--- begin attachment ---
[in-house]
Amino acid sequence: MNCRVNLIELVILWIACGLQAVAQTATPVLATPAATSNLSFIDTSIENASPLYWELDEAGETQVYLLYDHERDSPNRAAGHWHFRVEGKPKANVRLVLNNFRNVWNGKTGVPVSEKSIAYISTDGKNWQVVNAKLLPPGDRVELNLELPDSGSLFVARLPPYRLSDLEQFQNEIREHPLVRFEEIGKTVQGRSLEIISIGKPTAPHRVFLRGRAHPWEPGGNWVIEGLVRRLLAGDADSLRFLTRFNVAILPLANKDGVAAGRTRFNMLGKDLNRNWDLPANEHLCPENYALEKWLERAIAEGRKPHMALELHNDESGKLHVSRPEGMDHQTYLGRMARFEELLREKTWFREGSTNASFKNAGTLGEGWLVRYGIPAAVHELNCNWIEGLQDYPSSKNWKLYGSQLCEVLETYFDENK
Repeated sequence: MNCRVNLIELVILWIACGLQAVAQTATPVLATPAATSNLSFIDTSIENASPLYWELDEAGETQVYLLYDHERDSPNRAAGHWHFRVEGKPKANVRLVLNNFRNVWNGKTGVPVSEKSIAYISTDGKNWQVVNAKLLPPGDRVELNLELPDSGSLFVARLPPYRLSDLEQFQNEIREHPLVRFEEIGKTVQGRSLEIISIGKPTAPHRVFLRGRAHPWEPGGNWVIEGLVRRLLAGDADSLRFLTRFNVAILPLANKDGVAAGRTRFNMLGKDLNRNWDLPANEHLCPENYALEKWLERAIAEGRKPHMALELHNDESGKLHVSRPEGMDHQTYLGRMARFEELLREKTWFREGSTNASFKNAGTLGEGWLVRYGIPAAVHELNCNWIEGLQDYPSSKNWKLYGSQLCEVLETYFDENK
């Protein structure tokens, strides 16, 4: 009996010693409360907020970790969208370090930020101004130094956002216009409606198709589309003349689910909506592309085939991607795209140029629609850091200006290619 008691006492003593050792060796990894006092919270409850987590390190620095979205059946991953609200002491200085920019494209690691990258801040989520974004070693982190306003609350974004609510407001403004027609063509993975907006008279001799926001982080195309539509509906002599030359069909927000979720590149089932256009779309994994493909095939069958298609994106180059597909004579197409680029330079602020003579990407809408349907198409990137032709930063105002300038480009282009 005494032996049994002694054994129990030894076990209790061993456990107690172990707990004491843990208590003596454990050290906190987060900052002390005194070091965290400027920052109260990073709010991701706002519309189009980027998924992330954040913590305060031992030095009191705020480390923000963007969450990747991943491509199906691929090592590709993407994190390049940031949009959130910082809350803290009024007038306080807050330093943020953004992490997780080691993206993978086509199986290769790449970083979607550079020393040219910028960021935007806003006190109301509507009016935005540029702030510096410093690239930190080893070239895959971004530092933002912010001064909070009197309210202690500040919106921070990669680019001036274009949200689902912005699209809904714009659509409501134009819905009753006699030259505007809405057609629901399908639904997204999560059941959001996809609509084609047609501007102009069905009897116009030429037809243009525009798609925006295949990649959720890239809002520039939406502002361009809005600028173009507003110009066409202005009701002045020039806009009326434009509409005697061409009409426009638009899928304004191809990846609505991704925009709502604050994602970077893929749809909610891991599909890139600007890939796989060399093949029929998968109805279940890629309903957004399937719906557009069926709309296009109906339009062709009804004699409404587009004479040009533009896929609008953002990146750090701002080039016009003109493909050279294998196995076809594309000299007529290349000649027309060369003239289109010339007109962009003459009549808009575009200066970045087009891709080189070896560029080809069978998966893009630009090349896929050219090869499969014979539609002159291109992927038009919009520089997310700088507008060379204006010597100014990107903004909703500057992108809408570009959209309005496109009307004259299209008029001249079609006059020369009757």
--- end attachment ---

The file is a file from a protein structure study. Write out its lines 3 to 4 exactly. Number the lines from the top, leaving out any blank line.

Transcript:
Repeated sequence: MNCRVNLIELVILWIACGLQAVAQTATPVLATPAATSNLSFIDTSIENASPLYWELDEAGETQVYLLYDHERDSPNRAAGHWHFRVEGKPKANVRLVLNNFRNVWNGKTGVPVSEKSIAYISTDGKNWQVVNAKLLPPGDRVELNLELPDSGSLFVARLPPYRLSDLEQFQNEIREHPLVRFEEIGKTVQGRSLEIISIGKPTAPHRVFLRGRAHPWEPGGNWVIEGLVRRLLAGDADSLRFLTRFNVAILPLANKDGVAAGRTRFNMLGKDLNRNWDLPANEHLCPENYALEKWLERAIAEGRKPHMALELHNDESGKLHVSRPEGMDHQTYLGRMARFEELLREKTWFREGSTNASFKNAGTLGEGWLVRYGIPAAVHELNCNWIEGLQDYPSSKNWKLYGSQLCEVLETYFDENK
């Protein structure tokens, strides 16, 4: 009996010693409360907020970790969208370090930020101004130094956002216009409606198709589309003349689910909506592309085939991607795209140029629609850091200006290619 008691006492003593050792060796990894006092919270409850987590390190620095979205059946991953609200002491200085920019494209690691990258801040989520974004070693982190306003609350974004609510407001403004027609063509993975907006008279001799926001982080195309539509509906002599030359069909927000979720590149089932256009779309994994493909095939069958298609994106180059597909004579197409680029330079602020003579990407809408349907198409990137032709930063105002300038480009282009 005494032996049994002694054994129990030894076990209790061993456990107690172990707990004491843990208590003596454990050290906190987060900052002390005194070091965290400027920052109260990073709010991701706002519309189009980027998924992330954040913590305060031992030095009191705020480390923000963007969450990747991943491509199906691929090592590709993407994190390049940031949009959130910082809350803290009024007038306080807050330093943020953004992490997780080691993206993978086509199986290769790449970083979607550079020393040219910028960021935007806003006190109301509507009016935005540029702030510096410093690239930190080893070239895959971004530092933002912010001064909070009197309210202690500040919106921070990669680019001036274009949200689902912005699209809904714009659509409501134009819905009753006699030259505007809405057609629901399908639904997204999560059941959001996809609509084609047609501007102009069905009897116009030429037809243009525009798609925006295949990649959720890239809002520039939406502002361009809005600028173009507003110009066409202005009701002045020039806009009326434009509409005697061409009409426009638009899928304004191809990846609505991704925009709502604050994602970077893929749809909610891991599909890139600007890939796989060399093949029929998968109805279940890629309903957004399937719906557009069926709309296009109906339009062709009804004699409404587009004479040009533009896929609008953002990146750090701002080039016009003109493909050279294998196995076809594309000299007529290349000649027309060369003239289109010339007109962009003459009549808009575009200066970045087009891709080189070896560029080809069978998966893009630009090349896929050219090869499969014979539609002159291109992927038009919009520089997310700088507008060379204006010597100014990107903004909703500057992108809408570009959209309005496109009307004259299209008029001249079609006059020369009757």